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Debunking the Commercial Profilers' Claims: A Skeptical Analysis of the Benefits of Personal Information Flows

23 Pages Posted: 20 Feb 2004  

Chris Jay Hoofnagle

University of California, Berkeley - School of Information; University of California, Berkeley - School of Law

Kerry E. Smith

Independent

Date Written: June 2003

Abstract

In comments to the Federal Trade Commission, the authors propose a model for evaluating the costs to personal privacy imposed by uses of personal information. Under this proposal, the costs of information flows would be measured against Fair Information Practices, principles that set out the rights and responsibilities of data subjects and data collectors. The authors argue that many economic assumptions regarding the benefits of information flows have not come to fruition, especially in the financial services arena. The authors challenge five specious claims of the information industry: that information flows reduce prices, that customers want personalization, that profiling reduces the number of solicitations that individuals receive; that personal information allows companies to extend consumers more choices, and that information flows reduce fraud.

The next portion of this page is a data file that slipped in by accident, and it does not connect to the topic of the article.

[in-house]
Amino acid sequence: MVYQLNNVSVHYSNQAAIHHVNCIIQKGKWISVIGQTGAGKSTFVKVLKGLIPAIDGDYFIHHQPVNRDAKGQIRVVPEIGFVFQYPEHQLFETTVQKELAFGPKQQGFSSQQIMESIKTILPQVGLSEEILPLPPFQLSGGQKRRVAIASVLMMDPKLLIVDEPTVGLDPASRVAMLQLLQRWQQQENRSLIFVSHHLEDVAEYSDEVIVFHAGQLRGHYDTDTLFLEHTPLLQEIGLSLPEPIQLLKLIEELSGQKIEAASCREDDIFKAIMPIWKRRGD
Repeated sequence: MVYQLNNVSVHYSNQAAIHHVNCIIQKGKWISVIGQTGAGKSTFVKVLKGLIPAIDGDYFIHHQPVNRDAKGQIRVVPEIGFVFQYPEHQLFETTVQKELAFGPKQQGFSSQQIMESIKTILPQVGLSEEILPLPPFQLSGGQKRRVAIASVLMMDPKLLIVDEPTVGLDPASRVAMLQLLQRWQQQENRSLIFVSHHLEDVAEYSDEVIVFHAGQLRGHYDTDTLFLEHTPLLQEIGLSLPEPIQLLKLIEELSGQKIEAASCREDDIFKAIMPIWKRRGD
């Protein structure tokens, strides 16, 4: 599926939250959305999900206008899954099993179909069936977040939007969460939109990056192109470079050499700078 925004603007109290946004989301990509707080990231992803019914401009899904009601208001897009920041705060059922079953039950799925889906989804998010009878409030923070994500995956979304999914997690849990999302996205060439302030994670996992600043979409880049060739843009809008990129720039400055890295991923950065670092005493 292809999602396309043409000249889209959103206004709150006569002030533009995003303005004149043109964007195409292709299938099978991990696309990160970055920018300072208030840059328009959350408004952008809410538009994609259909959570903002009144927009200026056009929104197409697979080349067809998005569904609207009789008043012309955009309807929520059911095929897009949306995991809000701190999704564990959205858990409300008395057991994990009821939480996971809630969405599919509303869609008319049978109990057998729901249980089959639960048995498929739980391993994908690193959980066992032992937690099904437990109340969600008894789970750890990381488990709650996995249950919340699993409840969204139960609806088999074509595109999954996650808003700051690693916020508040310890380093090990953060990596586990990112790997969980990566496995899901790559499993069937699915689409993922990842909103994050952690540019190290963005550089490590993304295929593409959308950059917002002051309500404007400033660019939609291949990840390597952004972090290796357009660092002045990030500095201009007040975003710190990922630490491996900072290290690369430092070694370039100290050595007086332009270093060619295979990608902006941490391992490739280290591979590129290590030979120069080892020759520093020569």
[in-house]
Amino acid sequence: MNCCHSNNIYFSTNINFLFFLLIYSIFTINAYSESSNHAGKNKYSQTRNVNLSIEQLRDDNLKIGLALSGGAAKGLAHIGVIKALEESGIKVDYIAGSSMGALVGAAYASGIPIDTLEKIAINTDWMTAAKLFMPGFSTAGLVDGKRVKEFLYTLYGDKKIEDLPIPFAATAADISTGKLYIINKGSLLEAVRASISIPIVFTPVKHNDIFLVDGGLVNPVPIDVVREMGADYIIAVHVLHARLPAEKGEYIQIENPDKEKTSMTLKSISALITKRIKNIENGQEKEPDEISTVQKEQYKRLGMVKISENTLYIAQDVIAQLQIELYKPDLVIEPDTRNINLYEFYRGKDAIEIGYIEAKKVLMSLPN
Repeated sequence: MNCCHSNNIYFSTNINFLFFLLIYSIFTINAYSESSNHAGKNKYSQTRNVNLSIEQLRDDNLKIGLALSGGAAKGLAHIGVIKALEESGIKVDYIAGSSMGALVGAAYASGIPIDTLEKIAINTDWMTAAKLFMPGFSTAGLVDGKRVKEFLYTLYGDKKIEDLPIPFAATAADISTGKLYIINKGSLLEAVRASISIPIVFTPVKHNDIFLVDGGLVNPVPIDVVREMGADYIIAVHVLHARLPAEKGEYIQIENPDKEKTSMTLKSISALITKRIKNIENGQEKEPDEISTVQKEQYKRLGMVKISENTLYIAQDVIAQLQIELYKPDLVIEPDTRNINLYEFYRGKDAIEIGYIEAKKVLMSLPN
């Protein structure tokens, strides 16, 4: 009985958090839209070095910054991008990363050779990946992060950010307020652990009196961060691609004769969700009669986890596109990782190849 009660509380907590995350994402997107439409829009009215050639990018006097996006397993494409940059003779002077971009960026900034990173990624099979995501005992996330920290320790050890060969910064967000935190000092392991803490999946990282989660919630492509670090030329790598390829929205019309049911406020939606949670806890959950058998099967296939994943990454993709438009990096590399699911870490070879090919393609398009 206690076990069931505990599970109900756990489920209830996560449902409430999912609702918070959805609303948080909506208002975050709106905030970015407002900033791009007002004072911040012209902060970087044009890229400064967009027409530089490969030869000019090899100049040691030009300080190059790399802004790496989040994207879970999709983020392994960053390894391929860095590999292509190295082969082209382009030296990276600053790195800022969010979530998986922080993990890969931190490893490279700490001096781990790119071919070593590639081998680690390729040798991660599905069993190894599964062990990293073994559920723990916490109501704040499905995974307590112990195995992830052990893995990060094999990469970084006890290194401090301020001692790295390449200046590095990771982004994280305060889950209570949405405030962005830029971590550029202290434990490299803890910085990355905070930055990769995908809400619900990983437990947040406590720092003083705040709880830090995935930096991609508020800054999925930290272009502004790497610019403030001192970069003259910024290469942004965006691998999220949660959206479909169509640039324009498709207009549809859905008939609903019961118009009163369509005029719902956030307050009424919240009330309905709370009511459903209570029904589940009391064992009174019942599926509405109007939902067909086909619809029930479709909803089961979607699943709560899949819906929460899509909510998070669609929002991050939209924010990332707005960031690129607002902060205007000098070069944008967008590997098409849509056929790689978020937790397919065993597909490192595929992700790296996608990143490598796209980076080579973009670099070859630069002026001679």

Keywords: Information economics, privacy, profiling

Suggested Citation

Hoofnagle, Chris Jay and Smith, Kerry E., Debunking the Commercial Profilers' Claims: A Skeptical Analysis of the Benefits of Personal Information Flows (June 2003). Available at SSRN: https://ssrn.com/abstract=504622 or http://dx.doi.org/10.2139/ssrn.504622

Chris Jay Hoofnagle (Contact Author)

University of California, Berkeley - School of Information ( email )

212 South Hall
Berkeley, CA 94720-4600
United States
510-643-0213 (Phone)

HOME PAGE: http://hoofnagle.berkeley.edu

University of California, Berkeley - School of Law ( email )

344 Boalt Hall
Berkeley, CA 94720-7200
United States
510-643-0213 (Phone)

HOME PAGE: http://hoofnagle.berkeley.edu

Kerry E. Smith

Independent

No Address Available

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